Future Scientists Spotted at Kenilworth Aquatic Gardens

Let’s start with a riddle. What do cell phones, children, and invasive tree-eating insects have in common?

Science, that’s what!

On June 10, Corazón Latino and our partners hosted an awesome civic science event at Kenilworth Aquatic Gardens in Washington, D.C. This time, the hot topic was an invasive species known as the emerald ash borer. This little bugger is a green Asian beetle, first documented in the United States in 2001. Since its introduction to the United States, the emerald ash borer has wreaked havoc on our nation’s urban and rural forests, destroying tens of millions of ash trees nationwide.  

But how do they do it?” you ask. Female beetles lay their eggs in the nooks of ash tree bark. When the larvae hatch, they feed on the soft wood beneath the bark where the tree’s nutrient transport system is housed, creating little tunnels or “galleries.” Over time, the tree’s nutrient transport system becomes less able to move necessary nutrients between its roots, trunk, branches, and leaves, ultimately starving the tree to death.

But here’s the million dollar question - “Why should we care?”  Well, that’s what we sought to answer at our event at Kenilworth Aquatic Gardens.

When everyone arrived (about 50 people in all), our friends at the U.S. Forest Service led everyone in a Bioblitz dance. As we all shook our proverbial tail feathers, we got rid of any stresses accrued during the work week and readied ourselves for some history and civic science. National Parks Rangers John and Sarah told us about the history of Kenilworth Gardens, and Forest Service Entomologist, or insect scientist, Tom Eager talked about how the treeline has historically changed since emerald ash borer infestation began.

Afterwards, Tom led us over to an ash tree nearby and pointed out the signs and symptoms of the emerald ash borer invasion. There were little branches sprouting near the base of the tree, referred to as “epicormic branching;” the larger branches were bare, there was bark splitting along the tree trunk, and there were galleries everywhere beneath the outer bark. Kids of all ages walked up with magnifying glasses to get a better peek at the tree and at the preserved emerald ash borer specimens Tom passed around. Amidst the observations, one girl declared, “I’m going to be a scientist when I grow up!” When she grows up to be a world-renowned scientist, don’t forget that we knew her before she was famous.

 Tunnels, called "galleries," created by emerald ash borer larvae can be seen beneath the bark of ash trees in the later stages of the infestation.

Tunnels, called "galleries," created by emerald ash borer larvae can be seen beneath the bark of ash trees in the later stages of the infestation.

We split into three groups (future scientists and all), and moved to the River Trail. Here we did some Project Learning Tree i-Tree activities and learned how to identify tree species based on leaf shape and orientation. You can even learn a lot about a tree based on twigs you find on the ground! Talk about an impressive party trick.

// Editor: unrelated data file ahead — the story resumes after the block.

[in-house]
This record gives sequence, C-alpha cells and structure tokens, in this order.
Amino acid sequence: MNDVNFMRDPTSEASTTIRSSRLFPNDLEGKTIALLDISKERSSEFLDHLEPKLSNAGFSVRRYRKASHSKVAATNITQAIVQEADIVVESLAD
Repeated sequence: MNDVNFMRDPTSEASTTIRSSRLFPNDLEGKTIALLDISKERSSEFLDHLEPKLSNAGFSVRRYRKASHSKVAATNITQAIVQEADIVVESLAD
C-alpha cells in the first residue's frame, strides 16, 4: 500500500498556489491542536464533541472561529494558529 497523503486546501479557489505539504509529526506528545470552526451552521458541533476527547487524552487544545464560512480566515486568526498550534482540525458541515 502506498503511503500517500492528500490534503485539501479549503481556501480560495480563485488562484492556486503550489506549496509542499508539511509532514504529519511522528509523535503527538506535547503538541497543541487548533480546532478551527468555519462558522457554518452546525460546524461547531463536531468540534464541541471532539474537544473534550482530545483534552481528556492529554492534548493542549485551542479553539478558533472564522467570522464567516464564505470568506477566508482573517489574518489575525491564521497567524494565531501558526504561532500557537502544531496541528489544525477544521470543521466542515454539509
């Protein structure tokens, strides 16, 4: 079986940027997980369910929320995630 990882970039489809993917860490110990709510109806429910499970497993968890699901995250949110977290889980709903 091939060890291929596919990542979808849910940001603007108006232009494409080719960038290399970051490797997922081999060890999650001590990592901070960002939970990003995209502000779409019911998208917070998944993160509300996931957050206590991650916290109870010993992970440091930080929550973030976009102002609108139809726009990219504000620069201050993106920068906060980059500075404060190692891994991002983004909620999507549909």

So how does this relate to the emerald ash borer? Well, after exploring methods of tree identification, we talked about the value of trees. Trees provide us with so many benefits, or ecosystem services, such as clean air, fresh water, not to mention all of the wood products we use in our daily  lives. When the emerald ash borer destroys millions of ash trees, we’re not just losing something nice to look at, we’re losing all the ecosystem services those trees provide.

Let’s bring this a little closer to home. Having trees in your front yard can save you money on your energy bill, which is pretty great right? If you want to calculate this dollar amount for the trees in your yard, it’s pretty easy. All you need is the iNaturalist app on your phone to identify the tree species, a measuring tape to measure the circumference of the tree’s trunk, and the MyTree webpage. This was how we measured the economic and environmental value of different trees at Kenilworth. Well, some kids were so excited about making accurate measurements with a measuring tape that they went on a data collecting spree. You know you’ve got scientists in the making when they get excited about data collection (trust me).

 A couple of scientists-in-the-making measuring the circumference of a Sugar Maple. 

A couple of scientists-in-the-making measuring the circumference of a Sugar Maple. 

After learning about all the things trees do for us, we decided it was our turn to do something for trees. We walked back to the entrance of Kenilworth Gardens with shovels in hand. It was time for a tree planting! We had purchased a small white oak tree, which is native to the area, from a local tree nursery and were excited to give it a new home. Our friends at the National Parks Service dug the hole for us, and we set the tree in its place. Several kids came forward and packed the dirt snugly around the tree with their hands, solidifying the message of environmental conservation.

 Kids helped plant a white oak tree in the name of conservation!

Kids helped plant a white oak tree in the name of conservation!

Of course, it wouldn’t have been a Corazón Latino event without dancing and food! As Kenilworth Gardens closed for the day, we moved locations to Kenilworth Park down the street for some Zumba, pupusas, dancing, and quality time with our friends and familia. Some of our Forest Service friends showed off their very impressive salsa skills while others enjoyed delicious food, hula hooping, and great conversation.